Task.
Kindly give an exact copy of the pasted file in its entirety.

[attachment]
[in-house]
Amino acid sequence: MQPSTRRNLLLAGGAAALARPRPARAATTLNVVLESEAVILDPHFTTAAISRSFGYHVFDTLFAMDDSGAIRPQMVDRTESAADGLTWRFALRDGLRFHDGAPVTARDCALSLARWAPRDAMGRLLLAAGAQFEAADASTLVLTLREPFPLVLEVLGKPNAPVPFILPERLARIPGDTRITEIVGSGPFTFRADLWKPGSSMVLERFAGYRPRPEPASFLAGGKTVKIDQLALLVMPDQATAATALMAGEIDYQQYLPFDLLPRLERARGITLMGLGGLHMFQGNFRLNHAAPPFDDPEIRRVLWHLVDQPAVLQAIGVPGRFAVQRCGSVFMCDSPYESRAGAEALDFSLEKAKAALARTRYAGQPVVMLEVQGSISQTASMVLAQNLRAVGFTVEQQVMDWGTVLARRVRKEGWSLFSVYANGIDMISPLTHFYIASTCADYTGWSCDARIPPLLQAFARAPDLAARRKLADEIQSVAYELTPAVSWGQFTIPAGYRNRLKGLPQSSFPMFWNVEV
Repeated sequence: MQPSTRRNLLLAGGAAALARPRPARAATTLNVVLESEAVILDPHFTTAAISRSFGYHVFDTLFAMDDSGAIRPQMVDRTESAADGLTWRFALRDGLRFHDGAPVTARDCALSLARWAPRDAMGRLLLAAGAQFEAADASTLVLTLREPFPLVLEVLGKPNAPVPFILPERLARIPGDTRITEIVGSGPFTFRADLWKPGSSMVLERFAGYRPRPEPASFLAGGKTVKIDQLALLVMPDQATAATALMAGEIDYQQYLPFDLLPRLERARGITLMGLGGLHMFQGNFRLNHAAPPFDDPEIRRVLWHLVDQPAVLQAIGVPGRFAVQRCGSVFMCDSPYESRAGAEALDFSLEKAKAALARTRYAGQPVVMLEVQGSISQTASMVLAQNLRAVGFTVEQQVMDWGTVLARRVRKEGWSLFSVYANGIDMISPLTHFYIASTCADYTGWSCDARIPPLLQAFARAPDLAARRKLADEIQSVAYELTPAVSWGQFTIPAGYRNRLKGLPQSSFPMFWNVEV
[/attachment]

[in-house]
Amino acid sequence: MQPSTRRNLLLAGGAAALARPRPARAATTLNVVLESEAVILDPHFTTAAISRSFGYHVFDTLFAMDDSGAIRPQMVDRTESAADGLTWRFALRDGLRFHDGAPVTARDCALSLARWAPRDAMGRLLLAAGAQFEAADASTLVLTLREPFPLVLEVLGKPNAPVPFILPERLARIPGDTRITEIVGSGPFTFRADLWKPGSSMVLERFAGYRPRPEPASFLAGGKTVKIDQLALLVMPDQATAATALMAGEIDYQQYLPFDLLPRLERARGITLMGLGGLHMFQGNFRLNHAAPPFDDPEIRRVLWHLVDQPAVLQAIGVPGRFAVQRCGSVFMCDSPYESRAGAEALDFSLEKAKAALARTRYAGQPVVMLEVQGSISQTASMVLAQNLRAVGFTVEQQVMDWGTVLARRVRKEGWSLFSVYANGIDMISPLTHFYIASTCADYTGWSCDARIPPLLQAFARAPDLAARRKLADEIQSVAYELTPAVSWGQFTIPAGYRNRLKGLPQSSFPMFWNVEV
Repeated sequence: MQPSTRRNLLLAGGAAALARPRPARAATTLNVVLESEAVILDPHFTTAAISRSFGYHVFDTLFAMDDSGAIRPQMVDRTESAADGLTWRFALRDGLRFHDGAPVTARDCALSLARWAPRDAMGRLLLAAGAQFEAADASTLVLTLREPFPLVLEVLGKPNAPVPFILPERLARIPGDTRITEIVGSGPFTFRADLWKPGSSMVLERFAGYRPRPEPASFLAGGKTVKIDQLALLVMPDQATAATALMAGEIDYQQYLPFDLLPRLERARGITLMGLGGLHMFQGNFRLNHAAPPFDDPEIRRVLWHLVDQPAVLQAIGVPGRFAVQRCGSVFMCDSPYESRAGAEALDFSLEKAKAALARTRYAGQPVVMLEVQGSISQTASMVLAQNLRAVGFTVEQQVMDWGTVLARRVRKEGWSLFSVYANGIDMISPLTHFYIASTCADYTGWSCDARIPPLLQAFARAPDLAARRKLADEIQSVAYELTPAVSWGQFTIPAGYRNRLKGLPQSSFPMFWNVEV